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On the BBC last night, Chris Arendt, a former military guard at one of the Guantánamo camps, detailed the routine torture of prisoners that occured there, including the “Frequent Flyer” program designed to prevent prisoners from sleeping for periods of up to thirty days. The practices he identifies are not disputed by the Bush Administration, although the label he affixes to them–“torture”—is. These practices are described as “torture” by the United States when done by other governments, but when they’re carried out by the United States they’re an “authorized human intelligence gathering technique.” They’re also a prosecutable felony.
More from Scott Horton:
Six Questions — October 18, 2014, 8:00 pm
Nathaniel Raymond on CIA interrogation techniques.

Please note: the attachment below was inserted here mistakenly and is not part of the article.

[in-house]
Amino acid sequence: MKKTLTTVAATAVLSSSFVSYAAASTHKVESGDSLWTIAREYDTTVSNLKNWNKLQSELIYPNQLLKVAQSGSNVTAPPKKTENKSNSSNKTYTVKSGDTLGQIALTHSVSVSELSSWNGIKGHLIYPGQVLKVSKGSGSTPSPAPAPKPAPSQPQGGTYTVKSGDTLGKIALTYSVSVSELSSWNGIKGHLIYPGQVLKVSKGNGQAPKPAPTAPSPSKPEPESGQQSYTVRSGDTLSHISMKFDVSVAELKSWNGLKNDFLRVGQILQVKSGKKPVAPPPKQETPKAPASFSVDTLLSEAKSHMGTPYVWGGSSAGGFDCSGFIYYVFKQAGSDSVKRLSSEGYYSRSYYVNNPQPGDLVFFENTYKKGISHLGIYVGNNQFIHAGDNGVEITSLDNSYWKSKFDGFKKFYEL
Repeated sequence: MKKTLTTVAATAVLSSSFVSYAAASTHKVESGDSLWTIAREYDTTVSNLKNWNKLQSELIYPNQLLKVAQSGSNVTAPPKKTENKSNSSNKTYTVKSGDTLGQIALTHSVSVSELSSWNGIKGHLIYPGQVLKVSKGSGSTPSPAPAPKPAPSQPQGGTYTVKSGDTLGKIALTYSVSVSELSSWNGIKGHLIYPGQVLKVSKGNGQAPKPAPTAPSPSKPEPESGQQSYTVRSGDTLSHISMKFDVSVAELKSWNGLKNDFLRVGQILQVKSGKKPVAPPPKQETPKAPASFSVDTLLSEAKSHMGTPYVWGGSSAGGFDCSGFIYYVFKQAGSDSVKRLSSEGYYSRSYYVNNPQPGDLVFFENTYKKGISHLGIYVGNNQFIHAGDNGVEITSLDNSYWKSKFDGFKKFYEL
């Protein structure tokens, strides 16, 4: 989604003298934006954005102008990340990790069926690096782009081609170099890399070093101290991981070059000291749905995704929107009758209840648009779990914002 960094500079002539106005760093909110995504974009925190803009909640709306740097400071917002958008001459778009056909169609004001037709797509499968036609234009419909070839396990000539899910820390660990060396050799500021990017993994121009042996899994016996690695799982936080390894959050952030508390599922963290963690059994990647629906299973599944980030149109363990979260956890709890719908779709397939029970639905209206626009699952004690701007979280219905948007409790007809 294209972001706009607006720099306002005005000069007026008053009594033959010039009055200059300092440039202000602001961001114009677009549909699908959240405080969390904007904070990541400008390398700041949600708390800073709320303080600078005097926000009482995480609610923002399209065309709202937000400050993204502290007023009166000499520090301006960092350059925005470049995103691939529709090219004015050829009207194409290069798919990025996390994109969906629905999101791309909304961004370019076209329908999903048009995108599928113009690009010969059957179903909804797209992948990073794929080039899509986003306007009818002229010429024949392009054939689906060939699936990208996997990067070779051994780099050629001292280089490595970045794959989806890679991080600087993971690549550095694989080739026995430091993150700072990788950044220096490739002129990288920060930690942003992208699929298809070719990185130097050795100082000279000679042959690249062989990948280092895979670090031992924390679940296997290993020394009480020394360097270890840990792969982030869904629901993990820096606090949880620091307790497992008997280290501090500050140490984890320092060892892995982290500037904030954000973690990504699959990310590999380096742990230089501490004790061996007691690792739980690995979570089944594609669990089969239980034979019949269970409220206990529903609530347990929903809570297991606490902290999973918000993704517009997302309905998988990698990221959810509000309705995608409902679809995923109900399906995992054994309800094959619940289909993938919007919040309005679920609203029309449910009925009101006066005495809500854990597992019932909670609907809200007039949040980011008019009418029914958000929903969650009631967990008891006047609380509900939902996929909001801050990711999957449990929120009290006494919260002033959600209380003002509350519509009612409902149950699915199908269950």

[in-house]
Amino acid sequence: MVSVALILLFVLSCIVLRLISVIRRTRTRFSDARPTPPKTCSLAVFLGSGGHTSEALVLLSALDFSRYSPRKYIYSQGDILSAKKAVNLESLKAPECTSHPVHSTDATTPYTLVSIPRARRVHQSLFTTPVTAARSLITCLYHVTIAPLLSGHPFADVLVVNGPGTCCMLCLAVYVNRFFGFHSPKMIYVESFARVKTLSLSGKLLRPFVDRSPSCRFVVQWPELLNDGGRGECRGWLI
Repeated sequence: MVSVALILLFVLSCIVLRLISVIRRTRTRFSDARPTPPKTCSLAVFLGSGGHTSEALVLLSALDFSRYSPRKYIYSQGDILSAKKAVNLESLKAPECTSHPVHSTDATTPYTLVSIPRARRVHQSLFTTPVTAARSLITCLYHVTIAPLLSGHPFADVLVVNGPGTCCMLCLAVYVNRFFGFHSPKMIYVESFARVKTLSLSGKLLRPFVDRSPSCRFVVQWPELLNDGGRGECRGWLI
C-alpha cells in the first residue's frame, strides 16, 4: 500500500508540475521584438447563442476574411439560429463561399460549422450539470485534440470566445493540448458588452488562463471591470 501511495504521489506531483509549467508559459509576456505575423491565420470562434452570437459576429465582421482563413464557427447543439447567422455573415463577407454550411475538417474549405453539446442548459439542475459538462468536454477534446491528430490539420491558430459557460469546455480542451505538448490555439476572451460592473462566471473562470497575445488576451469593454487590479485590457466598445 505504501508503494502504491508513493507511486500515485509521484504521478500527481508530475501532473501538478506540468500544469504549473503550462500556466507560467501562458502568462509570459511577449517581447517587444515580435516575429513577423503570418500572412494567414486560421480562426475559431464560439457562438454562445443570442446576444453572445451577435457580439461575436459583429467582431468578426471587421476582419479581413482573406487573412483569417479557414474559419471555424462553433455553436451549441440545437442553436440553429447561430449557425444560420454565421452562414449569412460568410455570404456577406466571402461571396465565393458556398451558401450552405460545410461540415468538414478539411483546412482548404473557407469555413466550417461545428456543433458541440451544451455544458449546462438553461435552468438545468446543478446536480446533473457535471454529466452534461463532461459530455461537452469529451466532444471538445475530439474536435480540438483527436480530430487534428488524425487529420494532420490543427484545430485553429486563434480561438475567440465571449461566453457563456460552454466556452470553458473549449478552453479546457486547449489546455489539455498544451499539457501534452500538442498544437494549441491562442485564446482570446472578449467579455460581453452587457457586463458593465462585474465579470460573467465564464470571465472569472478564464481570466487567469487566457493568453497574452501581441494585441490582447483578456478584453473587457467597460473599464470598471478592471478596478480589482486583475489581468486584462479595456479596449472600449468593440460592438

Number of people who attended the World Grits Festival, held in St. George, South Carolina, last spring:
The brown bears of Greece continued chewing through telephone poles.
In Peru, a 51-year-old activist became the first former sex worker to run for the national legislature. “I’m going to put order,” she said, “in that big brothel which is Congress.”
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“Civilization masks us with a screen, from ourselves and from one another, with thin depth of unreality. We habitually live — do we not? — in a world self-created, half established, of false values arbitrarily upheld, largely inspired by misconception, misapprehension, wrong perspective, and defective proportion, misapplication.”